I'll be offering a couple of writing workshops this fall in and around Stratford, Ontario, and I'll send out those details once everything is confirmed. In the meantime, I do have information about some upcoming shows, as well as the Under the Volcano master classes in Tepoztlán, Mexico, where I will be teaching again this coming January. If you have considered this program and are interested in working with me on a memoir project, please jump on it this year. The faculty is constantly changing and rejuvenating, and there are other writers clamouring for this post, so I have no idea how much longer I will have the opportunity to teach as part of this fabulous workshop.
For more information about Under the Volcano, here is a link to the website with a 5-minute video that gives a bit of a taste of the place and the program. Please don't be scared off by the notion that you must be an experienced writer already deeply at work on a project in order to apply. People's abilities and projects (and ages and backgrounds) range tremendously and the program is worth exploring even if you do not consider yourself an 'experienced' writer. Under the Volcano runs from 14-24 January 2016.
In the meantime, here's what I've got cooking closer to home:
The Gabriola Island Theatre Festival, off the coast of Vancouver Island, is a terrific festival with a first-rate lineup. If I weren't busy performing, I'd make a weekend of it and see everything! If you're in the area, please consider. I'll be doing only one show: Saturday, August 15 @ 9pm.
For the two weeks surrounding that festival, I'll be performing at the Harbour City Theatre
(25 Victoria Road) in Nanaimo, BC. Info & tickets for those performances here.
I am so happy to be returning to Fifth Wind Farm to do another fundraiser for SONG: Sounds of the Next Generation. If you are in the Peterborough/Cobourg area, please consider joining me at this gorgeous and inspiring place. The gardens alone make for a spectacular autumn outing. And the show's not too bad either.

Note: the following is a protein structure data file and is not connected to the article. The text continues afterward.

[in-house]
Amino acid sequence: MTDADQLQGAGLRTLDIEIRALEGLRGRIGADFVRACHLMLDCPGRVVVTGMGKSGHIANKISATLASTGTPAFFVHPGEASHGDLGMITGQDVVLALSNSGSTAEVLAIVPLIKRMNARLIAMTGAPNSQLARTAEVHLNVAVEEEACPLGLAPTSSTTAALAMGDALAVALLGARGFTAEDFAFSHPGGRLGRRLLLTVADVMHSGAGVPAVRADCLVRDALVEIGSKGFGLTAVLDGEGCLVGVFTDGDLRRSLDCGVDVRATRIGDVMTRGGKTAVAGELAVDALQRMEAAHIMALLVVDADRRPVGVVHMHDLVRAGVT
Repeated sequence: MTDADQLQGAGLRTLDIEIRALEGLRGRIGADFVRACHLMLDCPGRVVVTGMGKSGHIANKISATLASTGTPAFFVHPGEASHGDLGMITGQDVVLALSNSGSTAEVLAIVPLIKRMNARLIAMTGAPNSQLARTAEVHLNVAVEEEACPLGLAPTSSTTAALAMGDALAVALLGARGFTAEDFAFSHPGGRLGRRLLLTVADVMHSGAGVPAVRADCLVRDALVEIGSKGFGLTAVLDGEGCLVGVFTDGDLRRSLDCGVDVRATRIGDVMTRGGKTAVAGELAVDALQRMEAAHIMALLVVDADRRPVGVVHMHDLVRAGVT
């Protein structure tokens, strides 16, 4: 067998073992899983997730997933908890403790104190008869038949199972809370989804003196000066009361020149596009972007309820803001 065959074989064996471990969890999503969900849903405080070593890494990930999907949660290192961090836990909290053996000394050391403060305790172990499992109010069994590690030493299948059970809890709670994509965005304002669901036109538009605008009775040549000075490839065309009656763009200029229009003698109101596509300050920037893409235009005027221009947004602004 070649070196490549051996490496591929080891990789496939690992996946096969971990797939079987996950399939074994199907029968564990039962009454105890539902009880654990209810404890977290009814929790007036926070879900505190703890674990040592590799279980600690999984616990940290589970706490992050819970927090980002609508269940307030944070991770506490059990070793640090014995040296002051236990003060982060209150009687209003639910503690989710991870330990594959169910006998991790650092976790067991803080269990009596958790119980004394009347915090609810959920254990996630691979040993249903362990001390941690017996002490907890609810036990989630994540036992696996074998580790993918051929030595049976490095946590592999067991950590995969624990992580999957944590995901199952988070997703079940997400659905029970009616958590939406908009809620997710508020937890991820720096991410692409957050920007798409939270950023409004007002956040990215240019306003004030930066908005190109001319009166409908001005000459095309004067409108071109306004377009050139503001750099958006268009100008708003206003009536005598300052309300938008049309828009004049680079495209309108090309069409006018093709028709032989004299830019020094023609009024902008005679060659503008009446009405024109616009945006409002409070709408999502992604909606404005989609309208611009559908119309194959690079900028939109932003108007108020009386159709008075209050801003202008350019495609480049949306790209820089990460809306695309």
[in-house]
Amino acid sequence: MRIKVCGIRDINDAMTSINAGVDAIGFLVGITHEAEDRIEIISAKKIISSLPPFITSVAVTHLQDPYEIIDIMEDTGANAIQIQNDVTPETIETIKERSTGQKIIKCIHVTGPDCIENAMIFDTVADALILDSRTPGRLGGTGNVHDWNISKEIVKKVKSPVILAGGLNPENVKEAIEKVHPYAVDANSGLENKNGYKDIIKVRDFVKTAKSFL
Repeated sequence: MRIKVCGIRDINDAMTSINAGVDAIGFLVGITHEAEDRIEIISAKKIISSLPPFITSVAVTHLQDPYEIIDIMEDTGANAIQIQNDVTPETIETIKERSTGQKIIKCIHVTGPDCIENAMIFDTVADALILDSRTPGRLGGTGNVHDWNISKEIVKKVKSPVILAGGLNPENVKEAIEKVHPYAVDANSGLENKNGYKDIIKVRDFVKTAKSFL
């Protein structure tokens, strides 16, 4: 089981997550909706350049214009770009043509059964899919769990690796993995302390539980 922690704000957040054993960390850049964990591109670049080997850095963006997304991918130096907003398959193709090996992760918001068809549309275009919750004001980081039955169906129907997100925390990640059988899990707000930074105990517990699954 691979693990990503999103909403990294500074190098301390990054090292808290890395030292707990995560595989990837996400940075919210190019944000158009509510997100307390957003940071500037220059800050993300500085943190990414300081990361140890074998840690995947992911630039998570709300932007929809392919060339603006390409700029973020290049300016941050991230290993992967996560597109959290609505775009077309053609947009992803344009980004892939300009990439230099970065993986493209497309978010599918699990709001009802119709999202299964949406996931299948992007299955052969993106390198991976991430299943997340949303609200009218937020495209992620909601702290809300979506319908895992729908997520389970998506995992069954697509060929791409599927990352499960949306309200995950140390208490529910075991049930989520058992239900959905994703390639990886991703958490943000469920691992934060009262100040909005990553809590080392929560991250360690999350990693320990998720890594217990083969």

Fifth Wind Farm; Cold Springs, Ontario
Friday, September 18 @ 8pm
Aaaaand that's it for now. I'm in the middle of a top secret project, which I will be able to talk about in the fall, but until then I'll leave you with a few reading recommendations:
Us Conductors by Sean Michael
This novel won the Giller Prize last year, so many of you may have already read it. If you haven't, do. There are dozens of reasons why this books shines and soars, but the main one is its exquisite and lyrical writing. My mind danced and spun on almost every page.
The Jaguar's Children by John Vaillant
This book knocked my huaraches off. It's a brilliant, if brutal, portrait of contemporary Mexico and an absolutely gripping novel. The writing glistens like a wet fist and the story is pure dynamite. Fabulous, though not for the faint of heart.
I Saw A Man by Owen Sheers
I had the pleasure of teaching alongside Owen at last year's Under the Volcano writing program, where we all heard him read from this novel. It is a stirring GEM. In fact, I can recommend taking a look at anything this ridiculously talented man has ever written: Resistance (another novel--brilliant), Pink Mist (verse drama--brilliant), Skirrid Hill (poetry--brilliant), blah blah blah. It's obscene how much fantastic literature this man has already created. He'll be at the Vancouver Writers Fest and the IFOA in Toronto in the fall, so watch for that. And if you'd like to take advantage of the opportunity to work with him directly, he'll be at Under the Volcano again this coming January teaching the poetry workshop. (That's called a chance of a lifetime.)
I've already posted this on Facebook, but for those who don't attend that virtual cocktail party, here's a great anecdote from the other night: My son (who turns 16 this week!) turned to his father over dinner and said, "Maybe you should take one for the team and fall for a man. Then Mama would have a sequel."
with uproarious cheers from a sunny porch in Stratford, Ontario ~